Dr. Lisa Tokach.
As Dr. Lisa Tokach takes the helm as president of the American Association of Swine Veterinarians, she will continue in the tradition of past presidents to tackle the long list of ever-changing issues that face the swine industry as well as individual veterinary practitioners.
Predicting a busy year, the Kansas-based veterinarian says that one of her main focuses will be animal welfare. "We are trying to stay in a proactive mode with animal welfare instead of falling into reactive mode," Dr. Tokach said. She hopes to achieve progress by continuing to partner with allies such as the National Pork Board and gaining seats on advisory boards that influence animal welfare decisions.
"We need to gain seats on more committees that are making decisions for companies far removed from production agriculture so we can have some input before statements become public," she commented. "If we don't, we are right back in reactive mode."
The association is exploring avenues to keep the image of producers and veterinarians wholesome in the eyes of the meat-consuming public, rather than letting the public be swayed by the vocal minority of animal rightists.
Another concern of Dr. Tokach is biosecurity, both on the local and national levels. Locally, more needs to be done to control disease spread among herds. "We have had at least 12 of the boar studs throughout the Midwest that were PRRSV negative go positive within the past couple of months, and we don't have all the answers as to why," she said. On the national level, increased monitoring of, and ability to respond to potential outbreaks of foreign animal diseases such as foot-and-mouth are needed.
"We can all appreciate the devastation of an actual outbreak from what we learned from Great Britain a year ago," she said. "We are just learning what the news of even a possible FMD outbreak in the U.S. can do to commodity markets and food companies in a matter of just a few hours. We have to do our best to walk the fine line between good national biosecurity and good common sense."
Dr. Tokach is also keenly aware of the need for increased surveillance of diseases that have already been eradicated or are close to being eradicated, such as pseudorabies. "It is going to take a great deal of cooperation between the state veterinary offices to eradicate pseudorabies," she said. "The producers are willing to cooperate and so are the veterinarians. It is going to take money and a lot of surveillance." But, she said, we are very close to success.
When questioned about challenges specific to practitioners, Dr. Tokach spoke about the increasing cost of veterinary education. "For new graduates, we realize they come out with quite a burden of student loans," she said. "We are trying to mentor them and get them situated so they can get a good job and be active participants in our organization."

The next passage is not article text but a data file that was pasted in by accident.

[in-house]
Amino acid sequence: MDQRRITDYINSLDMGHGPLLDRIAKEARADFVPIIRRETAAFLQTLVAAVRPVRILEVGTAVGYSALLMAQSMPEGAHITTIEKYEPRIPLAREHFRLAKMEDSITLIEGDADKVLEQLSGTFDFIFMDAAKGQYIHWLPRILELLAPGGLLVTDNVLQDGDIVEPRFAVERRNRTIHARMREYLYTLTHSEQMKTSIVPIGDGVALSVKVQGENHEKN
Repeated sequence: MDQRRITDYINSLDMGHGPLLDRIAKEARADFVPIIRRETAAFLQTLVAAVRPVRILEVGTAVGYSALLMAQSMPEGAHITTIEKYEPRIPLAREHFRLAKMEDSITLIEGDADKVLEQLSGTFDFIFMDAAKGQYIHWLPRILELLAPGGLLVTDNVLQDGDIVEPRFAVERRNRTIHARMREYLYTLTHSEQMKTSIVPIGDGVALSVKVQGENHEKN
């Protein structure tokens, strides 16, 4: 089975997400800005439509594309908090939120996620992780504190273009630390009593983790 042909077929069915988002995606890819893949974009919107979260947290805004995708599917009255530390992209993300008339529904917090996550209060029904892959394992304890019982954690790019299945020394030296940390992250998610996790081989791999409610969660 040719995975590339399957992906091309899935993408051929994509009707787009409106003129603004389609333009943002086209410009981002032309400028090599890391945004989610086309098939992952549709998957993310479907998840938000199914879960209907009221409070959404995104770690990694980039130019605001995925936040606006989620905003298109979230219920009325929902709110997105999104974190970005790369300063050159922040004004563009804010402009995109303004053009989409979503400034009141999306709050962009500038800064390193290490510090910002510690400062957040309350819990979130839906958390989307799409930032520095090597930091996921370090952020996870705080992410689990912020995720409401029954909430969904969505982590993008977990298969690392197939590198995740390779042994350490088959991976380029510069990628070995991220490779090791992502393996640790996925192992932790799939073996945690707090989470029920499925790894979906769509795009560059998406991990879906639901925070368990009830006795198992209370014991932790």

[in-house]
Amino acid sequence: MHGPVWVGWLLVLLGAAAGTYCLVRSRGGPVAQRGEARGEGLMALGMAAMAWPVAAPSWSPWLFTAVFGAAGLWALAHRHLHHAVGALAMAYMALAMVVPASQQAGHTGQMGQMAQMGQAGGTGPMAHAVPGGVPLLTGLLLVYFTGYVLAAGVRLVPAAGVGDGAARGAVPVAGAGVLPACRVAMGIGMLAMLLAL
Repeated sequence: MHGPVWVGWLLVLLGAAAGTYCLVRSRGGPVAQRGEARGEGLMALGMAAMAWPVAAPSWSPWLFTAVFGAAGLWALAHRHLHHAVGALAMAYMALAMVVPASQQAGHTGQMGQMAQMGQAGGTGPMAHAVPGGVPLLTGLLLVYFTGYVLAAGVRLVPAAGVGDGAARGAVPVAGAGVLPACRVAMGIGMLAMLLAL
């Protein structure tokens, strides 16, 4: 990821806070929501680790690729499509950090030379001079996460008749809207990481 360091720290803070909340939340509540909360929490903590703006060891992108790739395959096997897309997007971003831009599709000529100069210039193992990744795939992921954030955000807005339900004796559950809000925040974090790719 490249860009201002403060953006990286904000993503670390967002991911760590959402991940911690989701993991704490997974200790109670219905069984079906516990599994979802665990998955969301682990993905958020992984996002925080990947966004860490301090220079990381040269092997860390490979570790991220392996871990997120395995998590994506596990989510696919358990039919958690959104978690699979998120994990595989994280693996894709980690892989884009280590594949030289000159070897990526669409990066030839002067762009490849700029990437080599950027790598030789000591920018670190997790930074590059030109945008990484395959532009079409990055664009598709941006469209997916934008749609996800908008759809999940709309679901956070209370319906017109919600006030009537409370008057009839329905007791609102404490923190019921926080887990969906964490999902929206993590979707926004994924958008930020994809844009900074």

Once veterinarians are established, they soon realize the need to provide their producer clients with advice in many areas of production, not just disease diagnostics, and the AASV will continue to supply this pertinent,timely information.
Dr. Tokach will rely on her personal experience in tackling many of these issues. Since graduating from the University of Minnesota College of Veterinary Medicine in 1990, Dr. Tokach has worked in general practice, specializing in swine population medicine, at the Abilene Animal Hospital, P.A., in Abilene, Kan. Since 1994, she has been personnel director for this hospital, which employs six veterinarians and 10 other full-time employees. Since 1996, she has served as president of Kansas Swine Alliance Inc., a corporation designed to manage interdependent pork producers, enabling them to remain competitive in today's industry.
Dr. Tokach has served on the AASV board of directors and various AASV committees, including the Human Health Committee, Animal Welfare Committee, and Public Relations Committee. She is a member of the Kansas VMA, Kansas Pork Producers Council and Association of Psychological Type, and a diplomate of the American Board of Veterinary Practitioners.
Dr. Tom Burkgren, executive director of AASV, says the new president exemplifies the leadership of AASV. "She typifies the youth in the organization," he said. "We try to bring younger members into the committees and get them active in leadership roles early in their careers." Dr. Tokach hopes to help AASV fulfill this goal.